The official added that the talks, brokered by the European Union, “are still in place, which at this point means a regression.”
A US State Department spokesman confirmed, later Wednesday, that the talks had ended, and said: “While we are very grateful to the European Union for its efforts, we are disappointed that Iran has failed, once again, to respond positively to the EU’s initiative and therefore no progress has been made.” “.
“Unfortunately, the progress that the EU team had hoped for has not yet been made, and we will continue to work with greater urgency to re-establish a major agreement on non-proliferation and get regional stability back on track,” he added.
“We have made clear, in Doha, as in the past, our willingness to quickly conclude and implement an agreement on a mutual return to full compliance with the JCPOA based on nearly a year and a half of negotiations,” a State Department spokesperson said.
He added, “But Iran has raised issues in Doha, as in the past, that are completely unrelated to the JCPOA, and it seems that it is not ready to make a substantive decision on whether it wants to revive the agreement or bury it.”
On the other hand, Iranian Foreign Ministry spokesman Nasser Kanaani said, via his Twitter account, that the talks were “intense”, and added: “Iran presented its ideas and proposals, and the other side presented its observations,” adding that Mora and the Iranian negotiator Ali Bagheri “will remain in contact.” Regarding the continuation of the talks and the next stage.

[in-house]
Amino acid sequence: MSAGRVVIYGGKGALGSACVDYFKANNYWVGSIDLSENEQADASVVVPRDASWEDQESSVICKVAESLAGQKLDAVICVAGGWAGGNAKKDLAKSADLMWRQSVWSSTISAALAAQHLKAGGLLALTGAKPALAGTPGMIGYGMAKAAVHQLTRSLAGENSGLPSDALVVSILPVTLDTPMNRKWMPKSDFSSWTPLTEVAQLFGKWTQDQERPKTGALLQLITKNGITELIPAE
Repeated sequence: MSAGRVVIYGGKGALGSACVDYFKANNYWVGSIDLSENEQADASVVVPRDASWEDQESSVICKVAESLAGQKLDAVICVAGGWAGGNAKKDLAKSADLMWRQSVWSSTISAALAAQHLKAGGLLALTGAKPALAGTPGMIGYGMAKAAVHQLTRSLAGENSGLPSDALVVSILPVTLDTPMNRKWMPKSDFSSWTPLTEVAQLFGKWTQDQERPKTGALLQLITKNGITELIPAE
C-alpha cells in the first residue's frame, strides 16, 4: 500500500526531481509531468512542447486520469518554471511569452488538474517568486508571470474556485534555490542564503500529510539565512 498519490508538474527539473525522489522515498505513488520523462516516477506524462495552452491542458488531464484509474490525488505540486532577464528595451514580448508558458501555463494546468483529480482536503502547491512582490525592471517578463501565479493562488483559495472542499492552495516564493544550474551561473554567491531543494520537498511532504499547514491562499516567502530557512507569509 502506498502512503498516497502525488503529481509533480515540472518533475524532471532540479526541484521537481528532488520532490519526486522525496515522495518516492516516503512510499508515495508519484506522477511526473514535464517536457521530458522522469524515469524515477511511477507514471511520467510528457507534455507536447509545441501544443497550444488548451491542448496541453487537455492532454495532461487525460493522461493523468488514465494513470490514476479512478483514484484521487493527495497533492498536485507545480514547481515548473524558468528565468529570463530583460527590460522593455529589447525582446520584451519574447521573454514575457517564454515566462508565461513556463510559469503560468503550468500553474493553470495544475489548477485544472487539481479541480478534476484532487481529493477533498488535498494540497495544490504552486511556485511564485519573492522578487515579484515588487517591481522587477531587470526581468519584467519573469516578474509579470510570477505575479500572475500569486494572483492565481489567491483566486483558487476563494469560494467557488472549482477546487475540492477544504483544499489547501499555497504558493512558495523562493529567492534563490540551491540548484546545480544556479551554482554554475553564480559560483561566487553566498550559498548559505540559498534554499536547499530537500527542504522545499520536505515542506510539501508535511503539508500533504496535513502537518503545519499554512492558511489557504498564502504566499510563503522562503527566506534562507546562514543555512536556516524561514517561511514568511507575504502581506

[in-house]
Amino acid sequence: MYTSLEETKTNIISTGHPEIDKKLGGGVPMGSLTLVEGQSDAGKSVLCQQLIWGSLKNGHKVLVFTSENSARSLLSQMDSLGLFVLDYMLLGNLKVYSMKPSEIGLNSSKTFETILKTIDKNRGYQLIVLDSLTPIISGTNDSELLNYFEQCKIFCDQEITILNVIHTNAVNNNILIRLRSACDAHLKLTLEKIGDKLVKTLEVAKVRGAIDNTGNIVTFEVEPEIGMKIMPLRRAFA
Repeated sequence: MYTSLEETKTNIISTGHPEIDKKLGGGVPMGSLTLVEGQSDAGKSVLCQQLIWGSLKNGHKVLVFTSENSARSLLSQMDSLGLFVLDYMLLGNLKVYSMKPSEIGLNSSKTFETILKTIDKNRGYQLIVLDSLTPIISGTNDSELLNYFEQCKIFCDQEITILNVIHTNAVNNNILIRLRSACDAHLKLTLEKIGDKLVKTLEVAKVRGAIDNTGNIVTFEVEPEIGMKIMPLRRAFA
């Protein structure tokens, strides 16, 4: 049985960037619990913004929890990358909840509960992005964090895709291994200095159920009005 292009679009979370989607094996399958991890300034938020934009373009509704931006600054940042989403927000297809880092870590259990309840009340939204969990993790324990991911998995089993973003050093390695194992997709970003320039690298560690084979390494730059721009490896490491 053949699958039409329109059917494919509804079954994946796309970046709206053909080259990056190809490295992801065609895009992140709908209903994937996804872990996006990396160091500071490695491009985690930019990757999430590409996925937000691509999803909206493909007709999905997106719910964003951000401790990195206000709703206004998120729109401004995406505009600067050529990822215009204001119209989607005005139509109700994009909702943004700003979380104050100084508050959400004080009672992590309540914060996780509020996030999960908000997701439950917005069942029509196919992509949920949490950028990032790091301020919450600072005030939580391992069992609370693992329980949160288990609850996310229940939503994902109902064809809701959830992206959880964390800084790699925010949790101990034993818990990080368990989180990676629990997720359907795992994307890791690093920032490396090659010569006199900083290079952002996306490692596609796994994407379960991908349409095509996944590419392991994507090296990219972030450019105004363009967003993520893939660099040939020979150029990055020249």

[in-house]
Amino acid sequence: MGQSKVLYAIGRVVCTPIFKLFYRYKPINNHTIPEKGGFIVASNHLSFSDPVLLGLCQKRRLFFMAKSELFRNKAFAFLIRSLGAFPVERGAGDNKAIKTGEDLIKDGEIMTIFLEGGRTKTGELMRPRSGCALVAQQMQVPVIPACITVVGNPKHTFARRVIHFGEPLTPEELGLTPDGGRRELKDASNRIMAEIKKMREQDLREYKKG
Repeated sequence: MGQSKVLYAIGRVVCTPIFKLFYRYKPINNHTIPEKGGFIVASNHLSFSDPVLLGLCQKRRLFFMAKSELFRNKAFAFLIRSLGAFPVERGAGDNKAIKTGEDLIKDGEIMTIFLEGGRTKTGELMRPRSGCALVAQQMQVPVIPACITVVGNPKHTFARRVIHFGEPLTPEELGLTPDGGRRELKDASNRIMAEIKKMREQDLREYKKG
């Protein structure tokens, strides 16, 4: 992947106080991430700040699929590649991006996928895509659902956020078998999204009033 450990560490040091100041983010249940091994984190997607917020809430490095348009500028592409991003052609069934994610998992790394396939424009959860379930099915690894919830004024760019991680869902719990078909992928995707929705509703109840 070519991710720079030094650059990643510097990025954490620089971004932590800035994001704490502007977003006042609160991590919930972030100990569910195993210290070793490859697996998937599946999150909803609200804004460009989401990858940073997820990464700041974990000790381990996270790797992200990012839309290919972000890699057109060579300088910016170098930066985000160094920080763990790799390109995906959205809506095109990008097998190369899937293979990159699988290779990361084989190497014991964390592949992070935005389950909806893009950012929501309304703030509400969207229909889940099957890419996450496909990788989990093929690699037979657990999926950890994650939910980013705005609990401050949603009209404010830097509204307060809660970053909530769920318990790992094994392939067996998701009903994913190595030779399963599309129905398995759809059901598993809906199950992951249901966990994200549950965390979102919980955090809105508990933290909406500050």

The talks in the Qatari capital came to try to revive the 2015 nuclear deal after months of deadlock after several rounds of talks in Vienna, Austria, which failed to achieve a breakthrough.
It has been revived after a visit by the European Union foreign policy chief Josep Borrell to Tehran last week.
The United States withdrew from the nuclear deal in 2018 under then-President Donald Trump, and Iran has increasingly rejected restrictions on its nuclear program imposed by the deal.
US and European officials have repeatedly warned that the chances of returning to the nuclear deal diminish as Iran escalates its nuclear activities, with State Department spokesman Ned Price saying in mid-June that it was an “open question whether we could.” There is much to suggest that we will not We will be able to, but we have been and are preparing equally for scenarios where there is a mutual return to compliance with the JCPOA and for the scenario where there is no return to the JCPOA.”
More recently, the Joe Biden administration said it believes that a mutual return to the nuclear deal remains in the national security interest of the United States.
“The US view is frank, that we are determined to ensure that Iran does not have a nuclear weapon,” US National Security Adviser Jake Sullivan said. “We believe a diplomatic agreement is the best way to do that, and we believe a mutual return to the JCPOA is in The interest of the United States and our partners, and there is an agreement available on the table for Iran, and it is up to it,” he said, adding that “Iran will decide whether it wants that or not.”